We displaced Southerners are picky when it comes to restaurants claiming to serve down home food. We have grown to expect tasteless grits, chewy biscuits, and unsweetened iced tea when we leave the red clay states, and we groan at the very mention of “nouvelle Southern” in association with a dining establishment. I have found only two good biscuits since I’ve been in Oregon, and I had high hopes for Screen Door, at 24th and Burnside. Run by a couple from Louisiana, with a kitchen headed up by a chef who has worked at two solidly rockstar Portland restaurants, they focus on Southern food made as much as possible with local organic ingredients. This is a good start.
The space is made to look as though it is effortlessly, breezily decorated, but designer elements creep in. Artfully arranged Mason jars full of pickles and preserves, a tidy paint job, slightly scruffy chairs that all match. It’s comfortable, though, while avoiding pitfalls of being gimmicky (our tea didn’t come served in those Mason jars, thank god) and the two bottles of hot sauce on each table remind us that we are in the territory of Louisianans. My two friends and I poured over the menu, unable to decide on only one dish per person. So we gave in.
Zeke ordered the strawberry blintzes. He called them watery; I called them not-overly-rich. The cheese was lightly sweetened, the texture of the crepe gave in to everything else on the plate, and the strawberries were held gently in a simple syrup.
Sarah got the veggie hash – potatoes, peppers, asparagus, onions, Parmesan. She loved the asparagus and I thought the Parmesan pulled everything together very well. In the end, though, we agreed that a hash is a hash, and she wished she’d gotten the grits.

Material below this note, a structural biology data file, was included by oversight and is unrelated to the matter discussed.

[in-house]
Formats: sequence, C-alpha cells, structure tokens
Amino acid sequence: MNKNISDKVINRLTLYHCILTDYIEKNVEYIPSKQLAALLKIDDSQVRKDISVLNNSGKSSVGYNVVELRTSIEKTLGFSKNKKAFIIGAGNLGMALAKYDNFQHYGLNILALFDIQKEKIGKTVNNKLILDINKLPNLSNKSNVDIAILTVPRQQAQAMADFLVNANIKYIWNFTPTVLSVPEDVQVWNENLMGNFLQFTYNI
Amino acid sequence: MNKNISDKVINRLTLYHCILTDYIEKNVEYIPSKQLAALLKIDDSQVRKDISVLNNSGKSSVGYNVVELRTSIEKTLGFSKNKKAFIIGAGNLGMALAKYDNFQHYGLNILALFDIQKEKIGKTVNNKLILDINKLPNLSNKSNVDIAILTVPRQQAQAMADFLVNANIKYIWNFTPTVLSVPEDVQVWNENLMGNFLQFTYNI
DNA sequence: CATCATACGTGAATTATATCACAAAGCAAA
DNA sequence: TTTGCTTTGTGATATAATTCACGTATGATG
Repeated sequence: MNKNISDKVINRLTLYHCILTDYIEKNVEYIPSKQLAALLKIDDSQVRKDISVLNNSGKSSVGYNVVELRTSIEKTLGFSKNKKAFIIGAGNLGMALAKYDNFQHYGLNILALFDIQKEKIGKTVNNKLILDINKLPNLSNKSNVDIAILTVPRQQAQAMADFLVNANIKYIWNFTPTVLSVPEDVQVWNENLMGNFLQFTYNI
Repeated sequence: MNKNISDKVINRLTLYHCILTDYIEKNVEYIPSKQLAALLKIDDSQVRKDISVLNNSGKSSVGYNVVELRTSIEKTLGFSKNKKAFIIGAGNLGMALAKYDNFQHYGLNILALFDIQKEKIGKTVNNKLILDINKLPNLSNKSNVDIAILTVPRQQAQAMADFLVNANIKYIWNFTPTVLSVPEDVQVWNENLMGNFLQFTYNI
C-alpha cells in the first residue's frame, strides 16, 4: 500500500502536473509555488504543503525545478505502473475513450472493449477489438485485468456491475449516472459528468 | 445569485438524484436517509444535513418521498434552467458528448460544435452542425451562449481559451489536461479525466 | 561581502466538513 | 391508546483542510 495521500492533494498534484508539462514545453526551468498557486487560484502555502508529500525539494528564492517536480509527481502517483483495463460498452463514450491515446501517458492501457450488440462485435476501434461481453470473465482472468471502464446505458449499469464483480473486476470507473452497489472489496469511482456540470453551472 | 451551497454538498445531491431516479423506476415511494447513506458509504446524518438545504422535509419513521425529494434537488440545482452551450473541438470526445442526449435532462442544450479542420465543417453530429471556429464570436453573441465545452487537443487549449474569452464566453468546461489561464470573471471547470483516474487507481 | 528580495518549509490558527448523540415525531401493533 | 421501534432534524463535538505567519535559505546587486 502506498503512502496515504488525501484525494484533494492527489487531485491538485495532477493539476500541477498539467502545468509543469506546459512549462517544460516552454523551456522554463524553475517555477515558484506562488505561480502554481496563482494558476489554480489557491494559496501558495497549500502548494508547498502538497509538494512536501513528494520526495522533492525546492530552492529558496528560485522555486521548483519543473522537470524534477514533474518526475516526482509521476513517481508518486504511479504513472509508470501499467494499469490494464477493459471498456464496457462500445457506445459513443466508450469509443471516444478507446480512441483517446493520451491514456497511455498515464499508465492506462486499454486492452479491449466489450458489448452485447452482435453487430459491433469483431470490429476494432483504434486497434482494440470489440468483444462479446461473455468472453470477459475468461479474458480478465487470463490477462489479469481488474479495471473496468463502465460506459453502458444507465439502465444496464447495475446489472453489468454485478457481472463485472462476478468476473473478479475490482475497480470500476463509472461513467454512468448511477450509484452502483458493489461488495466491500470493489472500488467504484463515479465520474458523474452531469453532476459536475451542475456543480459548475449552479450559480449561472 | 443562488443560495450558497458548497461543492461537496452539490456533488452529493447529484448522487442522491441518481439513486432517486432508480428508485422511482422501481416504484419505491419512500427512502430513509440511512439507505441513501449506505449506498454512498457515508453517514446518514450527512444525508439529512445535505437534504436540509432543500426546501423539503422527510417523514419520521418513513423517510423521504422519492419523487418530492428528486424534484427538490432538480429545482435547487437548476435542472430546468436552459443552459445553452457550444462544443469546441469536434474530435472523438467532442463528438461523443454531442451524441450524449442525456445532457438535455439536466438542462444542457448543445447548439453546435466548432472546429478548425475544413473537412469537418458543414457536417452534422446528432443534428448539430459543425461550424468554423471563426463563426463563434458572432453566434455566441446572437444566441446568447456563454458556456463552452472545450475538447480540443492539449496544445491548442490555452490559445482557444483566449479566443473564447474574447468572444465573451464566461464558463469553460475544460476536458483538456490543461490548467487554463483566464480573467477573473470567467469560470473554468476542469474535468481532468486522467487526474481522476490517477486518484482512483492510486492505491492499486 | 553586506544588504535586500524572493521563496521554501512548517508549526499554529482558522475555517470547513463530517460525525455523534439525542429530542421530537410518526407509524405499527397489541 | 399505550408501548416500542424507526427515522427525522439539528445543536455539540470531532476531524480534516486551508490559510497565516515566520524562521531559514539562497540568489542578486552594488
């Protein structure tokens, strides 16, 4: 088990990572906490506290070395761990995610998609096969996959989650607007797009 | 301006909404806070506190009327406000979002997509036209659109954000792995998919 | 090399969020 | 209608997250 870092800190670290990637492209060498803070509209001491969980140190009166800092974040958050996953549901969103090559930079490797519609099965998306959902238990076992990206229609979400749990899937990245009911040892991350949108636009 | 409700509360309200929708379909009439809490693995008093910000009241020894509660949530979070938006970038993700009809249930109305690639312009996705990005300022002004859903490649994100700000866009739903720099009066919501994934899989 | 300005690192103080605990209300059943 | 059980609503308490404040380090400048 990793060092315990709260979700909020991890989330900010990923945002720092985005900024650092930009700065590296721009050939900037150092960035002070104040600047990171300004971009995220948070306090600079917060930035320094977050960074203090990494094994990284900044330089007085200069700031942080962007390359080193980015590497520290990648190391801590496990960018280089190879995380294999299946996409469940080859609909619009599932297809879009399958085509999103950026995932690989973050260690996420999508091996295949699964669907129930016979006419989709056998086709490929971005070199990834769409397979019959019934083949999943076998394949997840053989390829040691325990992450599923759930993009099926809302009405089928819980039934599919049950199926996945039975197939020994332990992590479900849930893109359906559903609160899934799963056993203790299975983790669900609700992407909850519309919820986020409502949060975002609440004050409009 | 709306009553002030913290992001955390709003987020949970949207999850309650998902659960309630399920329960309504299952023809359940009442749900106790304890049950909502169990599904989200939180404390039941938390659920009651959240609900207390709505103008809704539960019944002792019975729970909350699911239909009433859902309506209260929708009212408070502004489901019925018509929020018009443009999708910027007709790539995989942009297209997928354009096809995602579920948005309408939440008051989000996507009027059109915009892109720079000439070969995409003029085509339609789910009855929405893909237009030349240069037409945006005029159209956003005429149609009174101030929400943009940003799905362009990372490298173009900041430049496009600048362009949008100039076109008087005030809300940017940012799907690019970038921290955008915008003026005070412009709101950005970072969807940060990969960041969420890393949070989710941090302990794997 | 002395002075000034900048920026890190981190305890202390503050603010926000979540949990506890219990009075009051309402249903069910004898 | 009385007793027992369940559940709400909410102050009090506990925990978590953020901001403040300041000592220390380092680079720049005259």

I did get the grits. These were the highlight of brunch. I’ve heard way too many people say, “Ugh. Grits,” and every time I hear such malice towards cornmeal I want to carry around a little container of good grits, made with sufficient salt, butter, and cheese or brown sugar, not only to prove these people wrong but to show them that there’s a reason we Southerners have formed a minor religion surrounding corn mush. If you learn anything from this blog, let it be this: grits are more than cornmeal and water. Those at Screen Door understand this – what arrived was a plate of silky, cheddar-laced buttery grits, topped with grilled tomatoes, spinach, fantastic caramelized onions, and Provolone. And it was two meals in a plate – I just ate the rest of it for dinner.
Their yeasted waffle is better than good, but it’s not mind-blowing – the yeast is a little overpowering, but the texture is fantastic, rich enough to make butter unnecessary and maple syrup a nice complement. It’s garnished simply with powdered sugar and an orange slice that is a pleasant finisher.
The biscuits. Man. I wanted them to be so much better, especially after grits and sweet tea that pass my stringent tests, but they were a little dry at the beginning, gummy in the mouth, and they had a baking powder aftertaste. What does win, though, is the veggie gravy. I know, it looks unappetizing to say the least, but it is wonderfully dense with black pepper and mushrooms, TVP providing an unnecessary but not unwelcome texture.
This was my second visit to Screen Door – Zeke and Sarah’s first – and I know I’ll be back, as will many Portlanders. It’s been at least a 20-minute wait each time, which is not uncommon for Portland breakfast spots, but I include this in my list of Portland breakfast spots that are worth the wait. It’s a big step above “dependable” and while I’ll always miss places like Sunny Point and Tupelo Honey in Asheville, this is still very worthy Southern food.
2337 E Burnside
dinner during the week, breakfast Sat-Sun 9-2:30